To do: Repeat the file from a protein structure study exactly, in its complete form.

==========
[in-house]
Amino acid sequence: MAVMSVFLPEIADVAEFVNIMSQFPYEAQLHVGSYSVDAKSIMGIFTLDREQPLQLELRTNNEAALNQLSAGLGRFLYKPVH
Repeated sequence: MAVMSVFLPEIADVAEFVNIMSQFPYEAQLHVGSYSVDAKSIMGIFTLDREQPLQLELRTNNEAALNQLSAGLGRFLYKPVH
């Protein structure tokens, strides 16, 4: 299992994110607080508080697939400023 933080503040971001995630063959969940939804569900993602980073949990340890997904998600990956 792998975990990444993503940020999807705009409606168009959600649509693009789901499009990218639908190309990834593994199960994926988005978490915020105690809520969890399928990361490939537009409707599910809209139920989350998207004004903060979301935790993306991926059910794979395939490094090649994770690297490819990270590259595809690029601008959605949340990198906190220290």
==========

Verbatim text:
[in-house]
Amino acid sequence: MAVMSVFLPEIADVAEFVNIMSQFPYEAQLHVGSYSVDAKSIMGIFTLDREQPLQLELRTNNEAALNQLSAGLGRFLYKPVH
Repeated sequence: MAVMSVFLPEIADVAEFVNIMSQFPYEAQLHVGSYSVDAKSIMGIFTLDREQPLQLELRTNNEAALNQLSAGLGRFLYKPVH
């Protein structure tokens, strides 16, 4: 299992994110607080508080697939400023 933080503040971001995630063959969940939804569900993602980073949990340890997904998600990956 792998975990990444993503940020999807705009409606168009959600649509693009789901499009990218639908190309990834593994199960994926988005978490915020105690809520969890399928990361490939537009409707599910809209139920989350998207004004903060979301935790993306991926059910794979395939490094090649994770690297490819990270590259595809690029601008959605949340990198906190220290």